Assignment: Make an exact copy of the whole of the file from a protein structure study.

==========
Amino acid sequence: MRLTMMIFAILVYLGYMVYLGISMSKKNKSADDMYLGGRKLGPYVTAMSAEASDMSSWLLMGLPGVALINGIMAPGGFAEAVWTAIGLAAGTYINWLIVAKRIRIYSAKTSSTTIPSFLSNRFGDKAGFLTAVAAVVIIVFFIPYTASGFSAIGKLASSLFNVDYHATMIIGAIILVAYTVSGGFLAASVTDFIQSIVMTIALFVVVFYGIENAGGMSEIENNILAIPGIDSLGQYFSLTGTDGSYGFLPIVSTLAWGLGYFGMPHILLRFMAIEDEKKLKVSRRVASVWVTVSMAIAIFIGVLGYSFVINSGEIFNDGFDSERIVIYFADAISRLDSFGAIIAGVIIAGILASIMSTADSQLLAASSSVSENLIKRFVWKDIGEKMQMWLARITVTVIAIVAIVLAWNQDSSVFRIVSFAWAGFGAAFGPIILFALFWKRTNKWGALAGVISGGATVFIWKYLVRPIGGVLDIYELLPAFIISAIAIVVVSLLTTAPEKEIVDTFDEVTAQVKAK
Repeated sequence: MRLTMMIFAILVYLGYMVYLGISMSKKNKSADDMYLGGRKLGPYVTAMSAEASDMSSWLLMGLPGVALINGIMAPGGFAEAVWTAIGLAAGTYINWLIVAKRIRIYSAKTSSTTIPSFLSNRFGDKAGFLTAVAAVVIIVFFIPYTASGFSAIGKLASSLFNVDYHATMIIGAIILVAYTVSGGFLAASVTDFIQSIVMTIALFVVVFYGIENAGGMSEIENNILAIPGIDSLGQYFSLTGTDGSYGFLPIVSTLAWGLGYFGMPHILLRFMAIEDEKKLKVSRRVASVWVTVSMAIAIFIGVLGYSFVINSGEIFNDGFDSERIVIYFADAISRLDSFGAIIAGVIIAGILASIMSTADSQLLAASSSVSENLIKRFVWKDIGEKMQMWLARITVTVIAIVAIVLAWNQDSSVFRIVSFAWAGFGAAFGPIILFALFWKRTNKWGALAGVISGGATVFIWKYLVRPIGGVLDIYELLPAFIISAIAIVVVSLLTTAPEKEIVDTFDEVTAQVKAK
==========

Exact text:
Amino acid sequence: MRLTMMIFAILVYLGYMVYLGISMSKKNKSADDMYLGGRKLGPYVTAMSAEASDMSSWLLMGLPGVALINGIMAPGGFAEAVWTAIGLAAGTYINWLIVAKRIRIYSAKTSSTTIPSFLSNRFGDKAGFLTAVAAVVIIVFFIPYTASGFSAIGKLASSLFNVDYHATMIIGAIILVAYTVSGGFLAASVTDFIQSIVMTIALFVVVFYGIENAGGMSEIENNILAIPGIDSLGQYFSLTGTDGSYGFLPIVSTLAWGLGYFGMPHILLRFMAIEDEKKLKVSRRVASVWVTVSMAIAIFIGVLGYSFVINSGEIFNDGFDSERIVIYFADAISRLDSFGAIIAGVIIAGILASIMSTADSQLLAASSSVSENLIKRFVWKDIGEKMQMWLARITVTVIAIVAIVLAWNQDSSVFRIVSFAWAGFGAAFGPIILFALFWKRTNKWGALAGVISGGATVFIWKYLVRPIGGVLDIYELLPAFIISAIAIVVVSLLTTAPEKEIVDTFDEVTAQVKAK
Repeated sequence: MRLTMMIFAILVYLGYMVYLGISMSKKNKSADDMYLGGRKLGPYVTAMSAEASDMSSWLLMGLPGVALINGIMAPGGFAEAVWTAIGLAAGTYINWLIVAKRIRIYSAKTSSTTIPSFLSNRFGDKAGFLTAVAAVVIIVFFIPYTASGFSAIGKLASSLFNVDYHATMIIGAIILVAYTVSGGFLAASVTDFIQSIVMTIALFVVVFYGIENAGGMSEIENNILAIPGIDSLGQYFSLTGTDGSYGFLPIVSTLAWGLGYFGMPHILLRFMAIEDEKKLKVSRRVASVWVTVSMAIAIFIGVLGYSFVINSGEIFNDGFDSERIVIYFADAISRLDSFGAIIAGVIIAGILASIMSTADSQLLAASSSVSENLIKRFVWKDIGEKMQMWLARITVTVIAIVAIVLAWNQDSSVFRIVSFAWAGFGAAFGPIILFALFWKRTNKWGALAGVISGGATVFIWKYLVRPIGGVLDIYELLPAFIISAIAIVVVSLLTTAPEKEIVDTFDEVTAQVKAK